The U.S. workforce doesn’t look like it used to. The surge in gig workers and independent contractors has professionals, service providers and regulators engaged in new debates about what it means to be an employee or a small business.
It’s also opened up conversations about how professionals get paid. While there has been some innovation in wage payment mechanisms as more employers shift away from the paper check toward direct deposit and payroll cards, little has changed about the timing of those payments.
But the biweekly paycheck simply doesn’t work for everyone, particularly workers living paycheck to paycheck with bills to pay between paydays.
In a recent conversation with PYMNTS, Everee CEO Brett Barlow, as well as Co-founder and President Ron Ross, discussed how to help employers take the leap from the legacy of biweekly payroll, and why innovations in the ACH network have finally opened up the doors to a new normal of employee compensation.
Balancing Employer-Employee Needs
The payroll status quo has created cash flow challenges for many employees, particularly the estimated 60 percent of U.S. consumers living from paycheck to paycheck, according to PYMNTS' latest Navigating the COVID-19 Pandemic report.
“Payroll has been done the same way for decades,” said Ross, “and the payroll cycle really doesn’t work for living paycheck to paycheck. It doesn’t align well with the cash flow needs of the employee.”
But the legacy solutions to this challenge — namely, payday loans — have created their own financial, and legal, headaches.
As more FinTech solutions introduce the concept of early access to future or earned wages, employers can struggle to adjust their back-office administrative processes to accommodate their employee needs.
Ross noted that many enterprise apps that sit on top of existing payroll systems may only offer employees access to a portion of earned wages because those funds are available based on estimated, not actual, time worked. For employers, signing onto a financing vehicle can not only mean greater risk exposure, but significant disruptions to their payroll.
These factors helped shape Everee, Ross said, which has its own bank and financing relationships to connect employees to wages that are based on validated hours worked, while employees continue to run their payroll schedules as usual.
ACH Innovation Breaks The Mold
One of the biggest barriers to payroll innovation in recent decades has been the process’s reliance on ACH. Traditional ACH takes a few days to process, meaning it simply wouldn’t feasible for a company to run payroll and push out wages every day, even if it wanted to.
It wasn’t until recently that the U.S. kicked off its Same Day ACH functionality, which Ross said became a major launching pad for capabilities to offer early wage access solutions.
“Phase 3 [of NACHA's Same Day ACH implementation plan] wrapped up in March 2018,” said Ross. “That’s when I thought this was going to be an enabler of allowing payroll to transition to something new, where employees get paid on a much more accelerated basis. I incorporated the business the next month, in April 2018.”
He added that Everee uses Same Day ACH for all of its transactions, having secured a relationship with a digital native bank that offers competitive rates. With Same Day ACH adoption proliferating, he said, larger financial institutions aren’t experiencing the negative impact on wire transfer fee revenue they had initially expected, meaning these banks are also expanding their interest in participating in FinTech solutions like Everee’s.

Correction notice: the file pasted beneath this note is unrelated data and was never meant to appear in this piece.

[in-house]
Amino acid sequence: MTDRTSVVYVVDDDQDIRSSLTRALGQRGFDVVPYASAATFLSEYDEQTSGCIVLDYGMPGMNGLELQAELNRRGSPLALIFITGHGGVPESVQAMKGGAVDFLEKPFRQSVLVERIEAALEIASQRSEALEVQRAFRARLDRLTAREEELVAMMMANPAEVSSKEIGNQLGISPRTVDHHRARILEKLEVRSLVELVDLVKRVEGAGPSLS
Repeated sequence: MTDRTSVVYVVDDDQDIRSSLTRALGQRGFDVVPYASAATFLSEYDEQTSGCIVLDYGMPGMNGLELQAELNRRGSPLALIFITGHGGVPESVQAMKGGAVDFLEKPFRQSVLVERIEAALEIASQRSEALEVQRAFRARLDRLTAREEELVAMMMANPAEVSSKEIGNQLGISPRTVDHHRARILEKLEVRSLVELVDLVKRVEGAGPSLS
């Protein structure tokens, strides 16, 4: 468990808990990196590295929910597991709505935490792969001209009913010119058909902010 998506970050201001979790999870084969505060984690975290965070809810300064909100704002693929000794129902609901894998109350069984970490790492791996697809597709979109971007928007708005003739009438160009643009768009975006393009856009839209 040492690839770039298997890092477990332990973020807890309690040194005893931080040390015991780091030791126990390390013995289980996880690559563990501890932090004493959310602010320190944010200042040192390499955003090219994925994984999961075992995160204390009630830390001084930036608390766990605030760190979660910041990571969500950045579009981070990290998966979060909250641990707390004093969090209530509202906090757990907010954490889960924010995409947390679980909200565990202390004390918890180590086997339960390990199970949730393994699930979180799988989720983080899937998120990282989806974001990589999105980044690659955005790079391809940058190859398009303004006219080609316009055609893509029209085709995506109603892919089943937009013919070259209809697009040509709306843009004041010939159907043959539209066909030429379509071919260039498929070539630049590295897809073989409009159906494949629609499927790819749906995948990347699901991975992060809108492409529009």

While the Federal Reserve’s FedNow and other real-time payment capabilities aren’t yet on the market or mature enough to adopt, Ross said the company will be watching the U.S. migration toward faster payment capabilities closely.
A New Normal For Payroll
Adoption of faster and real-time payments is part of a broader trend within the U.S. financial system: a new normal is headed our way.
According to Barlow, the proliferation of the gig economy introduced a whole new set of expectations for how professionals work and get paid.
“There hasn’t really been any innovation in payroll platforms and the way these products operate,” he said. “They’re archaic and monolithic.”
Developing a cloud-based, mobile-first payroll platform that focuses on the experience of both the employee and employer is key to promoting payroll innovation. That, coupled with accelerated ACH infrastructure, puts the technological capabilities in place to disrupt the payroll status quo.
But beyond the technology, the ecosystem overall is also experiencing a paradigm shift in the way payroll as a concept is approached, and as Barlow predicted, the time of the biweekly payday is coming to an end.
Particularly in times like today, forcing employees to live paycheck to paycheck is no longer feasible, he said.
“This was a problem well before the pandemic, but it’s particularly relevant now, and will continue to be after we come out of these challenging times,” he said. “People are questioning the norms more and more.”
For employers, offering same-day payroll can be a strategic advantage to attract and retain employees, Barlow continued, adding that companies have largely been open to rethinking their legacy payroll ways.
“Our competition really is the status quo,” he said. “If people aren’t interested in trying to provide new, innovative ways to run their business and payroll, then that might be a hurdle. But we’ve found an overwhelming interest in thinking differently.”